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Postwar immigration


When the Second World War ended in 1945, it was quickly recognised that the reconstruction of the British economy required a large influx of immigrant labour. The Royal Commission on Population reported in 1949 that immigrants of 'good stock' would be welcomed 'without reserve', and potential newcomers from the Caribbean and elsewhere soon became aware of the pressing needs of the labour market in the UK.
Race Relations Act, 1968 - opens new window
Race Relations Act, 1968
Document (132k) | Transcript
'Strange voices in the street', 1960 - opens new window
'Strange voices in the street', 1960
Document (167k) | Transcript

Immigration from Europe

The appeal for new workers was, however, aimed primarily at white Europeans, who had dominated immigration to Britain during the century before the Second World War and still played an important role after 1945. Even in the 1970s the Irish remained the largest immigrant community in Britain. In the years immediately after the war, new arrivals came from all over Europe. These included a small number of German prisoners of war, a larger number of refugees from the Communist regimes in Eastern Europe and the Soviet Union (130,000 Poles arrived during the first few years after the war, and 14,000 Hungarians after the failure of the 1956 uprising in Hungary), substantial numbers of Irish and Italian labourers, and a wide variety of displaced persons from refugee camps throughout Europe.

Immigration from the Commonwealth

Postwar immigration also attracted, for the first time, large numbers of workers and their families from outside Europe - mainly from the Caribbean and from India and Pakistan, the two separate states created by 'partition' after Britain relinquished its Indian empire in 1947. During the 1950s, in particular, Britain's non-white immigrant population increased rapidly in size.

Nurses in snow
Nurses in snow Immigration from the West Indies was encouraged by the British Nationality Act of 1948, which gave all Commonwealth citizens free entry into Britain, and by a tough new US immigration law introduced in 1952 restricting entry into the USA. The symbolic starting point of this mass migration to the 'mother country' was the journey of the SS Empire Windrush from Kingston, Jamaica, to Tilbury, Essex, in June 1948. On board were almost 500 West Indians intent on starting new lives in Britain.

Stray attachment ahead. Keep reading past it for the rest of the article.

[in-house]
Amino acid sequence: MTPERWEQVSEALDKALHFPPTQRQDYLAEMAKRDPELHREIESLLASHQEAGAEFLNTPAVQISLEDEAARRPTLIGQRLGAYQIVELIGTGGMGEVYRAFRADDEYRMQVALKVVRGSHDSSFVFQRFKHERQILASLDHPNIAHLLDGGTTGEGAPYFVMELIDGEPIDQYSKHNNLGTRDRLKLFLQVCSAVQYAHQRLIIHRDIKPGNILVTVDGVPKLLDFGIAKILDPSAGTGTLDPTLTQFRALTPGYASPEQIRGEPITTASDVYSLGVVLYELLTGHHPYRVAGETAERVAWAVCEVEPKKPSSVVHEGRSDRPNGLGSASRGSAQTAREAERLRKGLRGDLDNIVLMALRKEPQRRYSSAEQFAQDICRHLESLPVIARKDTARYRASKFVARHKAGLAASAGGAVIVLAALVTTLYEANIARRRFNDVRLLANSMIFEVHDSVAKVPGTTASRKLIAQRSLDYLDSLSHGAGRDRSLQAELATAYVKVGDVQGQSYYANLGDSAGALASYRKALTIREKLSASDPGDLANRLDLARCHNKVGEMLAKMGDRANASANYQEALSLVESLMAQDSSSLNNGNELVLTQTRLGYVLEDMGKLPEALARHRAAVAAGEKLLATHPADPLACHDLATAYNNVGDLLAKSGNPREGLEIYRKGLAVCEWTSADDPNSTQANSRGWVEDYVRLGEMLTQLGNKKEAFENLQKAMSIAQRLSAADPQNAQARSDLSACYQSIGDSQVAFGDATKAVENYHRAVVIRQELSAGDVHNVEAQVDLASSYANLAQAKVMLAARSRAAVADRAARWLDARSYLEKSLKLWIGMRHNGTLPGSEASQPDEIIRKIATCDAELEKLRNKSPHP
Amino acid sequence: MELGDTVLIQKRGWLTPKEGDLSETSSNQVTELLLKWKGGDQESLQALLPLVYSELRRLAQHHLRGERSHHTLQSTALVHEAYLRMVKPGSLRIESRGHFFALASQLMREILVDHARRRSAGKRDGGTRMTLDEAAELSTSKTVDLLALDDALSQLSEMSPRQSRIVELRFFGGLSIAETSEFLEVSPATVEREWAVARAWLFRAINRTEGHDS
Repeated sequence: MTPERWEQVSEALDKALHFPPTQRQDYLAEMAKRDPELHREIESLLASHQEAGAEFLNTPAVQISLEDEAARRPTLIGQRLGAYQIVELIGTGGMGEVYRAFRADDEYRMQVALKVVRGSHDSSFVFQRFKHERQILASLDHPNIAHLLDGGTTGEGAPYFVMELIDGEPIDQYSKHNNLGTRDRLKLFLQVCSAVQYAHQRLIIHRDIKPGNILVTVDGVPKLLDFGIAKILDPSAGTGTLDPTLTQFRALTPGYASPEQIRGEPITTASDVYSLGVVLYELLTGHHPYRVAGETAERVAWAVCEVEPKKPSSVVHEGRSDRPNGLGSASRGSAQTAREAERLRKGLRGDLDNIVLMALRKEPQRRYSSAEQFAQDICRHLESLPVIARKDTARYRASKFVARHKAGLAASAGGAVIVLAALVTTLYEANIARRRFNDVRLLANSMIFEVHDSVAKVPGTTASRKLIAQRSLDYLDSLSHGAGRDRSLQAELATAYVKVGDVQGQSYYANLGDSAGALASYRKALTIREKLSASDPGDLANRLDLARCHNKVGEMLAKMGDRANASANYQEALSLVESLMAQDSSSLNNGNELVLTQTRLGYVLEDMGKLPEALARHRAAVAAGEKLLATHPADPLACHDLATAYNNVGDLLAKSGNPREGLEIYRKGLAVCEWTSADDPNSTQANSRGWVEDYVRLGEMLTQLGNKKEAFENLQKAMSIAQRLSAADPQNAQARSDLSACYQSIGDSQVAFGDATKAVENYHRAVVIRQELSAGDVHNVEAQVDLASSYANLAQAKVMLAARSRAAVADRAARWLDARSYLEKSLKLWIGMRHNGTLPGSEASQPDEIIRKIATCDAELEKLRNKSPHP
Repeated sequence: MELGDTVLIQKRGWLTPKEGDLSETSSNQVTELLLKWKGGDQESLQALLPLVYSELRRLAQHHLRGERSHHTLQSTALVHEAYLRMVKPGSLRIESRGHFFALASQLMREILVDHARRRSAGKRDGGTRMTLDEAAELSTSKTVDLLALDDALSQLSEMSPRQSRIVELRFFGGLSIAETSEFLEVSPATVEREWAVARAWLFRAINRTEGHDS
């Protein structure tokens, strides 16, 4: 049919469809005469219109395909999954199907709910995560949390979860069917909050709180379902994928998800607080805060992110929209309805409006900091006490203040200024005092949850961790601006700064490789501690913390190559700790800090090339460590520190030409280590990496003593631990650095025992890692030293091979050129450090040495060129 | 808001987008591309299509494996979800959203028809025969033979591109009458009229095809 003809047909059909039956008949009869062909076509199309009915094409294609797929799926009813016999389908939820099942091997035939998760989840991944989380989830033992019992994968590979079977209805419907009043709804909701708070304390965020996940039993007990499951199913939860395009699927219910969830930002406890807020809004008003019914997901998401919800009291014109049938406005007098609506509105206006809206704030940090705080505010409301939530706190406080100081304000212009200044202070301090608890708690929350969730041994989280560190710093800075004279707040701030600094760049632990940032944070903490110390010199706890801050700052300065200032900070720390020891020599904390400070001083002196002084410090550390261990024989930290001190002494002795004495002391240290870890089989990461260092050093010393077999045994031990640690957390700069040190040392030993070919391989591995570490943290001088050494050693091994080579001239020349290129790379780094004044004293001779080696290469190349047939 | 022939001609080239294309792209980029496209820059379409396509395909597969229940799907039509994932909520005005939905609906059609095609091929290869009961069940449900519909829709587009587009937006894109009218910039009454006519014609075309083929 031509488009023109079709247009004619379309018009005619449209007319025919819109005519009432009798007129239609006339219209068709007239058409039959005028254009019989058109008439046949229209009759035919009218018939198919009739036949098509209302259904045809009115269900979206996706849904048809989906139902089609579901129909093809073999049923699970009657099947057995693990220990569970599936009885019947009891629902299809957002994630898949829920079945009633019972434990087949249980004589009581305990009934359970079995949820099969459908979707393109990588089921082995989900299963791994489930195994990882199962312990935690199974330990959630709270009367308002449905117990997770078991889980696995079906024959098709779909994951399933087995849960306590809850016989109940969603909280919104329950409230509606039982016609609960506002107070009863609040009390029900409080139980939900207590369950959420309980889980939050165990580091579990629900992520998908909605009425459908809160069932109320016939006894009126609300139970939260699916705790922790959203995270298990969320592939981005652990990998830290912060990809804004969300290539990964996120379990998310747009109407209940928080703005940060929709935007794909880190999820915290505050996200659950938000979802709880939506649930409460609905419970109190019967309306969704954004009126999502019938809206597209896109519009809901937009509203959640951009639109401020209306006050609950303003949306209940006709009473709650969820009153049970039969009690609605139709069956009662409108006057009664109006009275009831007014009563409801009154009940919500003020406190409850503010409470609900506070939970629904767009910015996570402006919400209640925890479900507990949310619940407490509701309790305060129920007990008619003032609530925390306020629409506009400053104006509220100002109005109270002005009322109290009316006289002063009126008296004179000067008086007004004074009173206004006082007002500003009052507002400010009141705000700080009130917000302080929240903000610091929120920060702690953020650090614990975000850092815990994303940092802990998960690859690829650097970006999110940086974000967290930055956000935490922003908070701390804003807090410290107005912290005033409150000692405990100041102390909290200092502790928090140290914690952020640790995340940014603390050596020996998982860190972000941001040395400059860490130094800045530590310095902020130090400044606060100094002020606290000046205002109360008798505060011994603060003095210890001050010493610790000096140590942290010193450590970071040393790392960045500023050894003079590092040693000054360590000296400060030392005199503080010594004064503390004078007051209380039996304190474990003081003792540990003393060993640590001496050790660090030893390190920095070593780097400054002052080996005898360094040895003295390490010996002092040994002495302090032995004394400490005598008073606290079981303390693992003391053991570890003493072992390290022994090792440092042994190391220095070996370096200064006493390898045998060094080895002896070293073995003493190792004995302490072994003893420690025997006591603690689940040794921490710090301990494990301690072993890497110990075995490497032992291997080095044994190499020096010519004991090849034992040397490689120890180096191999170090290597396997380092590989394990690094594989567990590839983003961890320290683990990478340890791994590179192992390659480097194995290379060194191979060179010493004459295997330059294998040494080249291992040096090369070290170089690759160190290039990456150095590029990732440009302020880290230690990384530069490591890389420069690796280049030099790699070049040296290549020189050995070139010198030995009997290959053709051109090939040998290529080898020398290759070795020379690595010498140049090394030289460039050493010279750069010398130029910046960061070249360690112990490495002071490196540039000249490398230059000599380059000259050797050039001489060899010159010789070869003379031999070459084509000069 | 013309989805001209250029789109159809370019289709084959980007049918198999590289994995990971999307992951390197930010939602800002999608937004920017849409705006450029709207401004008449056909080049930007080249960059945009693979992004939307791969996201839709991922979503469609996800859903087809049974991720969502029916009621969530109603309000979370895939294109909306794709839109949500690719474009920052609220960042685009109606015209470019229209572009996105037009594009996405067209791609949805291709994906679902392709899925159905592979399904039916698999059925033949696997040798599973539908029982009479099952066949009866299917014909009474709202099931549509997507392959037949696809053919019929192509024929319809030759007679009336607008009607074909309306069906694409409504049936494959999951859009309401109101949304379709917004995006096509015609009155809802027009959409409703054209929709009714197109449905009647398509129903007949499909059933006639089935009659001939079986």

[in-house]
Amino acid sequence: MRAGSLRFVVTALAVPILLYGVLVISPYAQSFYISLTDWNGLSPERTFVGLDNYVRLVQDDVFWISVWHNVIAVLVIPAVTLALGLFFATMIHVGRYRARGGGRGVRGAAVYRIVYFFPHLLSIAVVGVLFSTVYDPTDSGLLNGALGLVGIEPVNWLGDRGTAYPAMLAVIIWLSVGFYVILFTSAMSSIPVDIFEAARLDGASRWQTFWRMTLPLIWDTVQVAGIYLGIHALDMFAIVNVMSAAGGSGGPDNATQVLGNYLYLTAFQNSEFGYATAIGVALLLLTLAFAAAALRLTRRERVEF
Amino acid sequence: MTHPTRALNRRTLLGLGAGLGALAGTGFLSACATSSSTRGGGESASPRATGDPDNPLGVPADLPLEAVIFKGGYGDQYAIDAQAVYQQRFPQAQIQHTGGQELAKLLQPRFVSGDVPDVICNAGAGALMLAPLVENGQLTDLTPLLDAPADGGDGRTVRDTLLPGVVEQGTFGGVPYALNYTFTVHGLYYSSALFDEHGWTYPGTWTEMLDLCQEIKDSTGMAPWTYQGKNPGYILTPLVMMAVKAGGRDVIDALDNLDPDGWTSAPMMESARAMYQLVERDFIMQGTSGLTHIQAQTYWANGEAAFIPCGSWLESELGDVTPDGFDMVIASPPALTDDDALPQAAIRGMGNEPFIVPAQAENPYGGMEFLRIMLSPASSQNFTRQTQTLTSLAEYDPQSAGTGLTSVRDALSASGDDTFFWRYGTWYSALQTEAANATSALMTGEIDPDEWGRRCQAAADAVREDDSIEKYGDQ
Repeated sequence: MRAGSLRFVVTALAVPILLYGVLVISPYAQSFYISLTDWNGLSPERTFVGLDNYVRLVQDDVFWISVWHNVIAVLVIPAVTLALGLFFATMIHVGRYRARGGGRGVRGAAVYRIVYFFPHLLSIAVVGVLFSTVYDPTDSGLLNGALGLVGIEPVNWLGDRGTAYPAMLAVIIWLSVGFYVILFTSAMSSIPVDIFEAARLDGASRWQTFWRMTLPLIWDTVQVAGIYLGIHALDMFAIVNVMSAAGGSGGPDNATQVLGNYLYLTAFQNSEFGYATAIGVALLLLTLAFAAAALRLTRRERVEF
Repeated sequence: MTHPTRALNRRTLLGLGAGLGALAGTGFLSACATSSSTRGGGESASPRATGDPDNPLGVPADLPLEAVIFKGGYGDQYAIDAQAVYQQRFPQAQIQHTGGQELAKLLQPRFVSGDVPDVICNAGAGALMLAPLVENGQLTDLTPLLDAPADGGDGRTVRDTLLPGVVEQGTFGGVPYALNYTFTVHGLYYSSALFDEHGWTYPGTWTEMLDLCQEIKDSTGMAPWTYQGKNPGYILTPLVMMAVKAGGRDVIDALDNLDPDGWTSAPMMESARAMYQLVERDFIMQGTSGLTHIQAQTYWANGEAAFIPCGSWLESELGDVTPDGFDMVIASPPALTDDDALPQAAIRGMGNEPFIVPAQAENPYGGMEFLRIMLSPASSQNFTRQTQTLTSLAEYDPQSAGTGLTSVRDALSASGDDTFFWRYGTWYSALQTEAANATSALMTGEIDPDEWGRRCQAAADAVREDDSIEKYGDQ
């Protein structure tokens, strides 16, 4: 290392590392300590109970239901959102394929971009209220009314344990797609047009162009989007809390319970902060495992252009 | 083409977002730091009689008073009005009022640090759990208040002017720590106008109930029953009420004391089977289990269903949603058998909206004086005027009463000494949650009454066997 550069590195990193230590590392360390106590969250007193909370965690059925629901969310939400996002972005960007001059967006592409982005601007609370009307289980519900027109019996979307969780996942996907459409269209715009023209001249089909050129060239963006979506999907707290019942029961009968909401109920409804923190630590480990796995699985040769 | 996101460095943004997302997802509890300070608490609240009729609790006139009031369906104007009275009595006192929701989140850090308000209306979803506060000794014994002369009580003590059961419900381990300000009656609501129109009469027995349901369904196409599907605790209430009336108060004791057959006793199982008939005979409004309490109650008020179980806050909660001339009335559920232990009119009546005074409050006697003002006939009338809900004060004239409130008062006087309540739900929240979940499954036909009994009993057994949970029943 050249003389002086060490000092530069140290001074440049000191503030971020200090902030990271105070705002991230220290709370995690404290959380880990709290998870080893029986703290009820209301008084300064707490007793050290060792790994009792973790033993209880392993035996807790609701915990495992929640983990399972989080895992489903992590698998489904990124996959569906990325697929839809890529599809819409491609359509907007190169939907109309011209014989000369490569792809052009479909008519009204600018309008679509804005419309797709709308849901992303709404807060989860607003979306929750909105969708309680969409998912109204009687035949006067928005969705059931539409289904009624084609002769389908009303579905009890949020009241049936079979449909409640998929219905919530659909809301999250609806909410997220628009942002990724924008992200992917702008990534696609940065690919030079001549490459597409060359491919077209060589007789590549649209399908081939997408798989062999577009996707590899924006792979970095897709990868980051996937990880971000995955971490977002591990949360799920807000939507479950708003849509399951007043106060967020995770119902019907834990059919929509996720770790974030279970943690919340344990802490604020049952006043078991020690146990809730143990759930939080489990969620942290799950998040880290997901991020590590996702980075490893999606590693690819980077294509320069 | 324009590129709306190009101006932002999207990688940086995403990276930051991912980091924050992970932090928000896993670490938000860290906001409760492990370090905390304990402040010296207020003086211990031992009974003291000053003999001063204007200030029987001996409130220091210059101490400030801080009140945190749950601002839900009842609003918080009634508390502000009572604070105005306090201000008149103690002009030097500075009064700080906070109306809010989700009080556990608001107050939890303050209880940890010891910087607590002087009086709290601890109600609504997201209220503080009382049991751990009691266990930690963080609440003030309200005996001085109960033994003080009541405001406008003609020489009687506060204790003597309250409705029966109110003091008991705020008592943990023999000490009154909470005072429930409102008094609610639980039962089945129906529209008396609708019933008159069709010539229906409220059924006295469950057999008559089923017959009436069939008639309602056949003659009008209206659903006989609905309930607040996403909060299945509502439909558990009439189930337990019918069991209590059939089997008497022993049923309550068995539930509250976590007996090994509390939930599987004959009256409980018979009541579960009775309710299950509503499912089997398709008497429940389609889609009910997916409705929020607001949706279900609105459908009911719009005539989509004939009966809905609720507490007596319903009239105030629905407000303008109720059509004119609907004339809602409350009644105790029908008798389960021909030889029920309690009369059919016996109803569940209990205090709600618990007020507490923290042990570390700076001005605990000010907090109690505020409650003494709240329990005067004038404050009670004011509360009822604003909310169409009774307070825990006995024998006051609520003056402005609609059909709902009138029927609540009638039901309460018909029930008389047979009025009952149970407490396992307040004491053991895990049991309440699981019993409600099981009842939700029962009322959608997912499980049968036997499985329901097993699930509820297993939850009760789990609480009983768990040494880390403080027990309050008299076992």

From the Indian subcontinent, the majority of immigrants arrived in Britain during the 1950s and 1960s. Although often lumped together as one group by white Britons, these newcomers in fact came from a variety of backgrounds. They included Hindus from the Gujarat region of western India, Sikhs from the eastern Punjab region, and Muslims both from the west part of Pakistan and from East Pakistan, which became Bangladesh in 1972. Nurses in snow
Immigrant centres, 1969 - opens new window
Immigrant centres, 1969
Document | Transcript

Racism in Britain

Assessing how these immigrants have been welcomed in Britain since the 1950s is a complicated task. There was, and still is, a minority of hardcore racists, with policies based on the idea of 'keeping Britain white' and banning all immigration. Groups such as the British National Party (BNP) have remained on the extremist fringe of British politics. It is also true that black and Asian immigrants faced various degrees of hostility and racial prejudice in postwar Britain. Surveys conducted in the mid 1960s, for example, revealed that four out of five British people felt that 'too many immigrants had been let into the country'.

This view has expressed itself in racist violence relatively rarely - the flashpoints in Britain during the past 50 years have largely been confined to poor areas where local white and black communities compete for scarce jobs and housing. But it has frequently been represented by more casual and insidious forms of racism. Anti-immigrant feelings have also been inflamed, both directly and indirectly, by agitation for tighter immigration controls - usually proposed when there is not an acute labour shortage. Nurses in snow
Nurses in snow

Race relations legislation

The Race Relations Amendment Act of 2000 was introduced as a result of the Stephen Lawrence Inquiry of 1999. This was held in response to the campaigning of the black community following the flawed investigation of the murder of black teenager Stephen Lawrence in 1993. The inquiry's report acknowledged the existence of 'institutional racism' in the police and other organisations. The Scarman Report, produced as a result of unrest in Brixton, in south London, and other urban areas in 1981, also called for reform.

Since the 1960s Britain has developed a substantial body of race relations legislation. Various Race Relations Acts (1965, 1968, 1976 and 2000) have provided a statutory basis for stamping out racial discrimination in employment and other areas. To reinforce this legislation, organisations such as the Commission for Racial Equality (created as part of the 1976 Race Relations Act) have tried to ensure that the principle of racial equality is put into practice. Nurses in snow
Nurses in snow

In the 21st century, Britain is a multi-racial society. The huge contributions made by the various immigrant communities to Britain's economic and social development since the Second World War are now widely recognised. Their role in creating a more diverse and tolerant society is indisputable.

For more about immigration to Britain since the Second World War and during the previous century, link to Moving Here, which focuses on the experiences of the Caribbean, Irish, Jewish and South Asian communities from the 1840s to the present.


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